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TV Watch Takes Issue with PTC Profanity Study

CHARLESTON, S.C.: The executive director of a coalition opposing government interference in TV content blasted a profanity study from the Parents Television Council. The PTC said yesterday it had found a 69 percent increase in broadcast prime time during the first two weeks of the fall season. Jim Dyke of the group TV Watch called the study into question.

“With the release of their latest study, the PTC raises new questions about the credibility of their efforts. In a recent New York Times story ‘TV Watchdog Group Is On Defensive,’ serious questions about PTC operations surfaced. Following the story, former Vice President of Development Patrick Salazar said, ‘PTC education programs, with the stated intent of serving the public, were actually hollow fundraising schemes.’ Salazar also suggested the organization inflated its membership numbers to ‘mislead donors, regulators and legislators all in an effort to increase the PTC's relevance and cash flow.’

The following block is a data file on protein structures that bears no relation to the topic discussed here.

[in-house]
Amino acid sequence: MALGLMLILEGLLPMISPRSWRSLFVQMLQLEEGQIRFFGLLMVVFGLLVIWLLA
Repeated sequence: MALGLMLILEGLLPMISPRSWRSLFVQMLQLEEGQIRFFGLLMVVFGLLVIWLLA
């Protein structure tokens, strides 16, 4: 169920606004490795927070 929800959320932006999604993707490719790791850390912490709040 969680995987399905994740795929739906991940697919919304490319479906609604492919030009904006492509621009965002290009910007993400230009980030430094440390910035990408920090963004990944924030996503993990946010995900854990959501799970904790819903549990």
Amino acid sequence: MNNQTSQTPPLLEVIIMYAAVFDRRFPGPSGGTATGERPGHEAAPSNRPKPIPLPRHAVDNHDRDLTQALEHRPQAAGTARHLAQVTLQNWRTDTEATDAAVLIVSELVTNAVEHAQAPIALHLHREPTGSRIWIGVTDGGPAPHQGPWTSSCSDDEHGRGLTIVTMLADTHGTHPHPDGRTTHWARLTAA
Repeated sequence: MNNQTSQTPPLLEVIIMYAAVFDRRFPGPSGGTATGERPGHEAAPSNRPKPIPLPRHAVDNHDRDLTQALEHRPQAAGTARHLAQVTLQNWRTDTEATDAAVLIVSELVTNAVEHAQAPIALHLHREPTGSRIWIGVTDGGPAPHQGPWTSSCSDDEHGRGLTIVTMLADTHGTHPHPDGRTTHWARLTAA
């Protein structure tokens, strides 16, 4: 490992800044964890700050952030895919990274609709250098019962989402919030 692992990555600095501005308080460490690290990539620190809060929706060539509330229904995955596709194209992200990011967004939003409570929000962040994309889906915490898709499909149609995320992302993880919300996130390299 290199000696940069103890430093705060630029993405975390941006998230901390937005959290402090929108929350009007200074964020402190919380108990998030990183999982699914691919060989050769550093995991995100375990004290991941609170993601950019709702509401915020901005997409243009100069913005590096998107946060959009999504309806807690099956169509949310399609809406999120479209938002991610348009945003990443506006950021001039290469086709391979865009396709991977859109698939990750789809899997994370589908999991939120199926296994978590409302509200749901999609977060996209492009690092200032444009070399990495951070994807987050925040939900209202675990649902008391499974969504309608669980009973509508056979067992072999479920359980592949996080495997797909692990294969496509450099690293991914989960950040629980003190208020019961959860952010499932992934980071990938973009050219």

“Given all of this, it’s not surprising that a review of the supporting documentation for the study calls in to serious question both its methodology and findings.

“It’s also worth pointing out that a few months ago, the PTC applauded ABC for taking steps (bleeping) to ‘ensure that the past several games of the NBA finals were appropriate for children and families. PTC President Tim Winter continued, ‘While there were a few instances of unbleeped profanity in the first game, ABC appeared to take immediate measures to improve...’ But... the PTC released a study encouraging increased regulation because of an increase in bleeped content based on whatever statistical model they have created.

“All of this confirms the TV Watch position that in the third of households with children, parents should make the decisions about children’s viewing and enforce those decisions with available technology if they choose as all others are suspect.”

Members of TV Watch, launched in 2005, include the American Conservative Union, The Creative Coalition, the Minority Media and Telecommunications Council, The Media Institute, NBC Universal, Fox parent News Corp., Viacom, Linda Gale White, former first lady of Texas, and 19 other organizations and individuals. Dyke, its executive director, was formerly the communications director for the Republican National Committee.
-- Deborah D. McAdams